With the specter of Westworld hanging over Futureworld, the film never lifts off much less gets into orbit, but the beauty of Instant Watch is that I don’t feel I’m out anything beyond the 100 minutes it took to watch the film. There was a good idea at the core of Futureworld, but the execution didn’t deliver. Even little things that should have paid off like the faceless robot helper that Fonda’s man on the inside played cards with. How the hell did that never turn out to be The Gunslinger? It was telegraphed throughout the film yet never resolved. How could Blythe Danner’s double read her mind while Fonda’s seems to be easily tricked? What the hell did they mean by it being an organic android? The questions could go on and on, but what it really boils down to is that Futureworld didn’t take the time to ask them and viewers will find themselves both bored and frustrated by the end of the flick.

Bugg Rating


7 comments:

  1. jervaise brooke hamsterNovember 16, 2010 at 4:40 PM

    When she was in her prime i think Blythe Danner was even more gorgeous than her daughter.

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  2. Thanks for a great review. Sounds like an interesting little film. Westworld's definitely a classic but this seems like it creates its own unique tone and atmosphere. I'll have to check it out.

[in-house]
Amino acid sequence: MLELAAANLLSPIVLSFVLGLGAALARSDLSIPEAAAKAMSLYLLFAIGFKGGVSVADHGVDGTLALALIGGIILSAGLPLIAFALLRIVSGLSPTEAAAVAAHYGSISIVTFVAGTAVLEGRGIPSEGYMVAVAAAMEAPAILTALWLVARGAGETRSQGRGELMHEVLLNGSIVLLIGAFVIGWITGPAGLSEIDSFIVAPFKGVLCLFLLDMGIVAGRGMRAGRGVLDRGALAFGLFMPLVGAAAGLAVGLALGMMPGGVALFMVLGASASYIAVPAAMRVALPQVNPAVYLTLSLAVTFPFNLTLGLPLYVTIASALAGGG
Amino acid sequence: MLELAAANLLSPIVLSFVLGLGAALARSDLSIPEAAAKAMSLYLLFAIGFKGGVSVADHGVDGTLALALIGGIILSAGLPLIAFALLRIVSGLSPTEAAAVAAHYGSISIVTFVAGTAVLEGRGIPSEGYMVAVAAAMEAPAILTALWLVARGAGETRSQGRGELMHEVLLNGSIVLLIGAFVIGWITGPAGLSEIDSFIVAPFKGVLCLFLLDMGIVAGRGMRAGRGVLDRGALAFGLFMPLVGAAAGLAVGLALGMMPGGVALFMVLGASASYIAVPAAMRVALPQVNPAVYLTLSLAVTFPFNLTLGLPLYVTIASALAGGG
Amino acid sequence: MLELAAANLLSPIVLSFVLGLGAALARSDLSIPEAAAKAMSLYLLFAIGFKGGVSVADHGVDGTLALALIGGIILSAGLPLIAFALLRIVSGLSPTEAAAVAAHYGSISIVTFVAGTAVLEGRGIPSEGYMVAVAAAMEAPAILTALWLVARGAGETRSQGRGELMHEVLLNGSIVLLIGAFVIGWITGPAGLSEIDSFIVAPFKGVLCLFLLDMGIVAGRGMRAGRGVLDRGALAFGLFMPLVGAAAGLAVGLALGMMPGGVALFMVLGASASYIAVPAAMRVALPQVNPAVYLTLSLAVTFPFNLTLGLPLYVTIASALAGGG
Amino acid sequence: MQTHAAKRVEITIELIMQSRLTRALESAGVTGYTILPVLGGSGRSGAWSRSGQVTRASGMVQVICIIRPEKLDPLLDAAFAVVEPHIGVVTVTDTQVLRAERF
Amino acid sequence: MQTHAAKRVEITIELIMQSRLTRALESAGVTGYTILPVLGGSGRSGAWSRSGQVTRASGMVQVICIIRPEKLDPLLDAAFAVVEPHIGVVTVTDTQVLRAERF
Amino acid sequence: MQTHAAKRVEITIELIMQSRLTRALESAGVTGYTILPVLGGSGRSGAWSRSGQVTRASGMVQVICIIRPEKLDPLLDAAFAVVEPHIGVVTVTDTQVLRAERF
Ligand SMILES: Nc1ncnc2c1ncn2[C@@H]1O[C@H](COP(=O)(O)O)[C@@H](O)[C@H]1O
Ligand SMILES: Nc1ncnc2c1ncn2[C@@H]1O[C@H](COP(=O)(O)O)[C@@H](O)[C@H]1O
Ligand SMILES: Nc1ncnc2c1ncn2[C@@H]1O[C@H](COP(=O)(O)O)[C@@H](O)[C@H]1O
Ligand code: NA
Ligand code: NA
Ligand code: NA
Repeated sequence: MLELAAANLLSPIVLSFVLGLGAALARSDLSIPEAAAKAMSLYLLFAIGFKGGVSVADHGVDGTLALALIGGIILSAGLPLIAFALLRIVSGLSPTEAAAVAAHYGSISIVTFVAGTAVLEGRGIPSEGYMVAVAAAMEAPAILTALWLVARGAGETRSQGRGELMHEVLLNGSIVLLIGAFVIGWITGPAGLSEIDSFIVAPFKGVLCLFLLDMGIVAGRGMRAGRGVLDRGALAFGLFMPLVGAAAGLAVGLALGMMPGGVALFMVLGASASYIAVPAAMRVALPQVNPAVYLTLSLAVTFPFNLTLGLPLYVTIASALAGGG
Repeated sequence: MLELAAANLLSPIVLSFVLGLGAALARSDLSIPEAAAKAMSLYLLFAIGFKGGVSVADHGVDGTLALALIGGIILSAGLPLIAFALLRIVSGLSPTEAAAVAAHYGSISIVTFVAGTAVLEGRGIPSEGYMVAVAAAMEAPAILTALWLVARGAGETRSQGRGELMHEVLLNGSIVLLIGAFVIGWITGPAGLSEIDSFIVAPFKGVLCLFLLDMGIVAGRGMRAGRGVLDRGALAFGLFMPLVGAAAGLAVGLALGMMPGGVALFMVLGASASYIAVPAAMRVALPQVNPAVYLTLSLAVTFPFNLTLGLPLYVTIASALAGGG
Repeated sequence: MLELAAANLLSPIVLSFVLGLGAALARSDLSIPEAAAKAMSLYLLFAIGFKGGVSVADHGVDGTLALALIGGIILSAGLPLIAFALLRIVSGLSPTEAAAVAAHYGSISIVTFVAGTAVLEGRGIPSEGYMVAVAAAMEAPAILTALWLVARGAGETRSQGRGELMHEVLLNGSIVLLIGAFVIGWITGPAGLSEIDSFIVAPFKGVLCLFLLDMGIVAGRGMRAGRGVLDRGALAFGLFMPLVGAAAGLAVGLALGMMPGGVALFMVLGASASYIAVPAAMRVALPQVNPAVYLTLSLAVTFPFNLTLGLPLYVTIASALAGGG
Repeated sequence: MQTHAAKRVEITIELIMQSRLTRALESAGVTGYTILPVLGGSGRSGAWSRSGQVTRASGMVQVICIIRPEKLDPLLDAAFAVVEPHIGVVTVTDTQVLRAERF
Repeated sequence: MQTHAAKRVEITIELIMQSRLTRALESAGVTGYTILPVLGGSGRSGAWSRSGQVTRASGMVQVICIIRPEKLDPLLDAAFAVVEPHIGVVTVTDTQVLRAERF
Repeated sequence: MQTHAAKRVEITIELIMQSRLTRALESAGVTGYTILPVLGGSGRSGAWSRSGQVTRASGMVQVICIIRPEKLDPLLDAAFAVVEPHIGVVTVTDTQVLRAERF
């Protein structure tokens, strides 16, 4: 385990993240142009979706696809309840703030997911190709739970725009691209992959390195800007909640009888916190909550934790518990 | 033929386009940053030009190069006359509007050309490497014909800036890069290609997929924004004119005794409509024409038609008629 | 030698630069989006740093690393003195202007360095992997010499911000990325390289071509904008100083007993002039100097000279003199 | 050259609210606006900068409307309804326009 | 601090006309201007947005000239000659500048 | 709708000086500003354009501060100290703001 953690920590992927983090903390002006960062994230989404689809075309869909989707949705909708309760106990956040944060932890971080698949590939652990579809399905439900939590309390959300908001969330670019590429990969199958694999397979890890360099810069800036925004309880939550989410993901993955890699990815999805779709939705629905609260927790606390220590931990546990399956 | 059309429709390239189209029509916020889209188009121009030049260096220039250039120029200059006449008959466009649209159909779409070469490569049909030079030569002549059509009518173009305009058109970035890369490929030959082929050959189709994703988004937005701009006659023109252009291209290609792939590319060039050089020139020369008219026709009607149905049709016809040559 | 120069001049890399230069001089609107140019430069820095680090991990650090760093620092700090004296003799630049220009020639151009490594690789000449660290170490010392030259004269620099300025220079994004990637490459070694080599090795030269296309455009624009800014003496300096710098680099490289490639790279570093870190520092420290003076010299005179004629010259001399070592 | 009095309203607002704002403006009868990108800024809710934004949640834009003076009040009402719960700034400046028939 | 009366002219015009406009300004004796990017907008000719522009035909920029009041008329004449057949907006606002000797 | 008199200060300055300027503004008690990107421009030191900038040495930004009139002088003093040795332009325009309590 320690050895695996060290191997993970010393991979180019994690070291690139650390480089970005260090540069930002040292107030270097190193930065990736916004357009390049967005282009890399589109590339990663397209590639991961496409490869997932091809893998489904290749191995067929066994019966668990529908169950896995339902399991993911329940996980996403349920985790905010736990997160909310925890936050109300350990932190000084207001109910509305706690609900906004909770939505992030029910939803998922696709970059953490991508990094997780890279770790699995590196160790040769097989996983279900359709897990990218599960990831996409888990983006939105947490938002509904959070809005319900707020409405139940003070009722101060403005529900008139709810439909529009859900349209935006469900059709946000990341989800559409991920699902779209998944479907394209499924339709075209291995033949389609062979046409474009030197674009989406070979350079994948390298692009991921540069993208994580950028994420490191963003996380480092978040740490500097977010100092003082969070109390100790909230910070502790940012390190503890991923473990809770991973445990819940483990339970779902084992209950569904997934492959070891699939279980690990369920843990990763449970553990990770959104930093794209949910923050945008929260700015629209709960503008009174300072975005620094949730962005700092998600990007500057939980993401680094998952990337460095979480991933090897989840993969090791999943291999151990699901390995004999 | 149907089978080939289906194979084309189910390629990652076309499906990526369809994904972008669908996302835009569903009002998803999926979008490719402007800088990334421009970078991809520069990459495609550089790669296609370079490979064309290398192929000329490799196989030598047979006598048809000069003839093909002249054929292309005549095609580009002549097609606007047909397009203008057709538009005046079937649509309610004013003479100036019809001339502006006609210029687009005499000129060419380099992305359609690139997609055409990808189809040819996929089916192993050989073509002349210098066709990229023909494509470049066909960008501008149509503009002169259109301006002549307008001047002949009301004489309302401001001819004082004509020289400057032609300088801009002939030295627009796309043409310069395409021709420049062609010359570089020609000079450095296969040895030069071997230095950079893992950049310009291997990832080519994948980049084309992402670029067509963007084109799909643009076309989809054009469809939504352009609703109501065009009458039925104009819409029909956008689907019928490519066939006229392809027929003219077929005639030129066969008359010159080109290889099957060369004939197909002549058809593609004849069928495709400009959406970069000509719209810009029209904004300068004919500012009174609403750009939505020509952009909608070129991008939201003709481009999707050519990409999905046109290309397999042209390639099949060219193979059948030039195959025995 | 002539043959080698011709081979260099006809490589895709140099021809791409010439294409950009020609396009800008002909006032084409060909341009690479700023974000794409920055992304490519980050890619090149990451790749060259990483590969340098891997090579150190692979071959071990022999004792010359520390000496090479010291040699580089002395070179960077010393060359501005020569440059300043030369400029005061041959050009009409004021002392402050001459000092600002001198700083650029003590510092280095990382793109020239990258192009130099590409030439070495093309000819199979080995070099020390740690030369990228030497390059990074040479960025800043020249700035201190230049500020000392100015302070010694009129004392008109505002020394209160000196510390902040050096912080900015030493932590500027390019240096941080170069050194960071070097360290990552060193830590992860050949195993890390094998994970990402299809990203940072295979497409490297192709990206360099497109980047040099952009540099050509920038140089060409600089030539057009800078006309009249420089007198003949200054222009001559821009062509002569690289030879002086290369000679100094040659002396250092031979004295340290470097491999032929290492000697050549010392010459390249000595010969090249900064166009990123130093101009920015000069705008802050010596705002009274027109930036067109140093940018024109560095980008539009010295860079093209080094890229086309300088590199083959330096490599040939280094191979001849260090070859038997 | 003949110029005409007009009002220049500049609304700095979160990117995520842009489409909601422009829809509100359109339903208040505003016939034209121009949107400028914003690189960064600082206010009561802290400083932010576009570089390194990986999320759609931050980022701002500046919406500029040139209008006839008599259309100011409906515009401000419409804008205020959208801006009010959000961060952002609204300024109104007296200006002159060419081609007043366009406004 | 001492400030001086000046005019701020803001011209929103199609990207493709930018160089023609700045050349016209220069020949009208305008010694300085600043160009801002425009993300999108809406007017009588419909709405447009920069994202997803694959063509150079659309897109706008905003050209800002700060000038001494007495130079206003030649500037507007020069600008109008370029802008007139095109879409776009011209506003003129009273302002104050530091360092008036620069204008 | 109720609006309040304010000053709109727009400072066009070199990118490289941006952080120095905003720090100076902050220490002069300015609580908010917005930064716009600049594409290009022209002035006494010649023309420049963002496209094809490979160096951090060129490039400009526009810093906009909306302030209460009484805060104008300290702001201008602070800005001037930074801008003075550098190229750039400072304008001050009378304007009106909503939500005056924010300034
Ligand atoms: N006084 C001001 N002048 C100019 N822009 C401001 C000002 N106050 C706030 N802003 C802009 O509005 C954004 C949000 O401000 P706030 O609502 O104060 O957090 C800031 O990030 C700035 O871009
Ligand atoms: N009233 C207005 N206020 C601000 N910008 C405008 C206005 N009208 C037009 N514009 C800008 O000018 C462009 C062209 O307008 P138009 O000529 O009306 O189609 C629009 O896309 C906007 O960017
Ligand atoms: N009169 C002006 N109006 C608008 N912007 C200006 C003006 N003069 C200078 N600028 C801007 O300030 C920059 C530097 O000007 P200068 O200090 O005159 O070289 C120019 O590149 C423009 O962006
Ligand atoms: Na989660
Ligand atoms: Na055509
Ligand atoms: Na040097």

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  3. Both these films make me incredibly angry. Westworld doesn't know what to do with its great premise, and this may be blasphemy, but I'm all for a remake. Futureworld is just a baffling waste of time and, once again, a good idea. Poo.

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  4. First off Paltrow, bleh.

    Stephen, thanks for the comment. Futureworld is a letdown from the first film, but as an oddity worth a watch.

    Emily, I can't believe you don't like Westworld. It's up there with Logan's Run for me. I don't know that a remake would do that script any favors. Futureworld I don't know if there was that much of a good idea to begin with.

    Wish I had known about this at HHW, we would have had to have a heated debate about Westworld. It's got James Brolin, James Brolin!

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  5. nice post. thanks.

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  6. See, I LOVE the possibilities of Westworld. I dislike the execution.

    They tease us with Roman and Medieval Worlds and give us about 10 seconds in both. We see NONE of the actual robot freakouts. Yes, Brynner is awesome, but that doesn't mean the entire ending needs to be him chasing our blah hero.

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  7. Ahh I think I see where we have an impasse. I like Brolin better, but I've always liked something in Martin's performance. Something about how utterly milquetoast he comes off.

    I admit that it leaves you wanting more, but a remake would mean somehow Avatar-ing Westworld. I just can't get behind that.